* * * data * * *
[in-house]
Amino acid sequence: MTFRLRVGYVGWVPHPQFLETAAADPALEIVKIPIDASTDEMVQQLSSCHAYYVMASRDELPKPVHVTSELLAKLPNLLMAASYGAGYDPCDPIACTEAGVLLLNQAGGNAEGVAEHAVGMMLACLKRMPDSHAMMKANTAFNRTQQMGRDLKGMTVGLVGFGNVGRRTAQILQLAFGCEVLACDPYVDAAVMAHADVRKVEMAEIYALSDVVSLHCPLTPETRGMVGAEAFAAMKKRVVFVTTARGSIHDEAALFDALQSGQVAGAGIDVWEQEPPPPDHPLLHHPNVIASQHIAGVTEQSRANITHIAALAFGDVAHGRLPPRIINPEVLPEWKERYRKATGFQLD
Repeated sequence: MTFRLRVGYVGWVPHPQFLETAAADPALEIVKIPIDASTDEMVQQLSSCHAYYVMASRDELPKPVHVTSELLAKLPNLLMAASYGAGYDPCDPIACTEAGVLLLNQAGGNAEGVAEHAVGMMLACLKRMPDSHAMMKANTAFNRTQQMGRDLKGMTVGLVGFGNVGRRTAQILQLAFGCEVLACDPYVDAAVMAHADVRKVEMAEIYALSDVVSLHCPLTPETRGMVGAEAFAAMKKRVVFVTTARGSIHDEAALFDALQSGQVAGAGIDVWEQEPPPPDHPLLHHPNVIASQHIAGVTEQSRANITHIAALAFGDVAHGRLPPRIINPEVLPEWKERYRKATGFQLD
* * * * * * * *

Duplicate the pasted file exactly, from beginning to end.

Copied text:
[in-house]
Amino acid sequence: MTFRLRVGYVGWVPHPQFLETAAADPALEIVKIPIDASTDEMVQQLSSCHAYYVMASRDELPKPVHVTSELLAKLPNLLMAASYGAGYDPCDPIACTEAGVLLLNQAGGNAEGVAEHAVGMMLACLKRMPDSHAMMKANTAFNRTQQMGRDLKGMTVGLVGFGNVGRRTAQILQLAFGCEVLACDPYVDAAVMAHADVRKVEMAEIYALSDVVSLHCPLTPETRGMVGAEAFAAMKKRVVFVTTARGSIHDEAALFDALQSGQVAGAGIDVWEQEPPPPDHPLLHHPNVIASQHIAGVTEQSRANITHIAALAFGDVAHGRLPPRIINPEVLPEWKERYRKATGFQLD
Repeated sequence: MTFRLRVGYVGWVPHPQFLETAAADPALEIVKIPIDASTDEMVQQLSSCHAYYVMASRDELPKPVHVTSELLAKLPNLLMAASYGAGYDPCDPIACTEAGVLLLNQAGGNAEGVAEHAVGMMLACLKRMPDSHAMMKANTAFNRTQQMGRDLKGMTVGLVGFGNVGRRTAQILQLAFGCEVLACDPYVDAAVMAHADVRKVEMAEIYALSDVVSLHCPLTPETRGMVGAEAFAAMKKRVVFVTTARGSIHDEAALFDALQSGQVAGAGIDVWEQEPPPPDHPLLHHPNVIASQHIAGVTEQSRANITHIAALAFGDVAHGRLPPRIINPEVLPEWKERYRKATGFQLD